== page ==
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Higher Career Cost Can Actually Explain Why More Women Than Men Go to College

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  • Hanzhe Zhang

    (Department of Economics, University of Chicago)

Abstract

This paper shows how women's relatively higher career cost can explain why in most of the developed countries women go to college at a higher rate than men and earn less on average. I assume men and women make costly college and career investments but women face an extra cost for career investment because such investment occurs during their fertile period. The extra career cost discourages women from investing in career but surprisingly encourages more women than men to go to college through a general-equilibrium marriage-market channel that results in an endogenously higher college marriage premium for women.

Suggested Citation

  • Hanzhe Zhang, 2017. "Higher Career Cost Can Actually Explain Why More Women Than Men Go to College," Working Papers 2017-064, Human Capital and Economic Opportunity Working Group.
  • Handle: RePEc:hka:wpaper:2017-064
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    Cited by:

    1. Zhang, Hanzhe, 2020. "A Marriage-Market Perspective on Risk-Taking and Career Choices: Theory and Evidence," Working Papers 2020-2, Michigan State University, Department of Economics.
    2. Wu, Jiabin & Zhang, Hanzhe, 2021. "Preference evolution in different matching markets," European Economic Review, Elsevier, vol. 137(C).
    3. He, Simin & Wu, Jiabin & Zhang, Hanzhe, 2021. "Experimental and Noncooperative Analyses of Decentralized Matching with Transfers," Working Papers 2021-2, Michigan State University, Department of Economics.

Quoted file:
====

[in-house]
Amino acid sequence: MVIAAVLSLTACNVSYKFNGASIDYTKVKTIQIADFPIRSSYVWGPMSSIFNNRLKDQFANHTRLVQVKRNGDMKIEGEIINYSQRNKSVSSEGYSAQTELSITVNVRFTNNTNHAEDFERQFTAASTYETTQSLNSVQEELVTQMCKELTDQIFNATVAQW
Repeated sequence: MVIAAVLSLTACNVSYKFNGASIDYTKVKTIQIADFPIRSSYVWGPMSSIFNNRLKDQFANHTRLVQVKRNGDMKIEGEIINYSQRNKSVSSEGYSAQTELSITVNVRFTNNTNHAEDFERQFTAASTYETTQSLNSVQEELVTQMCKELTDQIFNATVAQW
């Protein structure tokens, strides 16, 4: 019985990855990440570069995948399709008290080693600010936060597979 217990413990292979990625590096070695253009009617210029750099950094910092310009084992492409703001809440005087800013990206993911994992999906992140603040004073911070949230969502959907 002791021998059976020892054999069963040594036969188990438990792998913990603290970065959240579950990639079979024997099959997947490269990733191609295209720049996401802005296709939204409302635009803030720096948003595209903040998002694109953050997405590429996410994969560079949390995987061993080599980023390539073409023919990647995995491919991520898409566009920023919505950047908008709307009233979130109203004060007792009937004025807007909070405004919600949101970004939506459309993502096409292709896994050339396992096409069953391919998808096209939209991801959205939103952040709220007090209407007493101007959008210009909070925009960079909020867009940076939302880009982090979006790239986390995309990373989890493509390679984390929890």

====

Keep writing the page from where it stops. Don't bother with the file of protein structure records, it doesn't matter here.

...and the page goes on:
4. Zhang, Hanzhe, 2020. "Pre-matching gambles," Games and Economic Behavior, Elsevier, vol. 121(C), pages 76-89.
    5. Chuan, A. & Zhang, W., 2021. "Non-College Occupations, Workplace Routinization, and the Gender Gap in College Enrollment," Cambridge Working Papers in Economics 2177, Faculty of Economics, University of Cambridge.
    6. Naomi Gershoni & Corinne Low, 2020. "The Power of Time: The Impact of Free IVF on Women’s Human Capital Investments," Working Papers 2011, Ben-Gurion University of the Negev, Department of Economics.
    7. Zhang, Lin, 2022. "Age matters for girls: School entry age and female graduate education," Economics of Education Review, Elsevier, vol. 86(C).
    8. Gershoni, Naomi & Low, Corinne, 2021. "The power of time: The impact of free IVF on Women’s human capital investments," European Economic Review, Elsevier, vol. 133(C).
    9. Dan Anderberg & Jesper Bagger & V. Bhaskar & Tanya Wilson, 2022. "Marriage market equilibrium with matching on latent ability: Identification using a compulsory schooling expansion," Working Papers 2022_11, Business School - Economics, University of Glasgow.

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    More about this item

    Keywords

    gender-differential career cost; college gender gap; college marriage premium;
    All these keywords.

    JEL classification:

    • C78 - Mathematical and Quantitative Methods - - Game Theory and Bargaining Theory - - - Bargaining Theory; Matching Theory
    • D10 - Microeconomics - - Household Behavior - - - General
    • I20 - Health, Education, and Welfare - - Education - - - General

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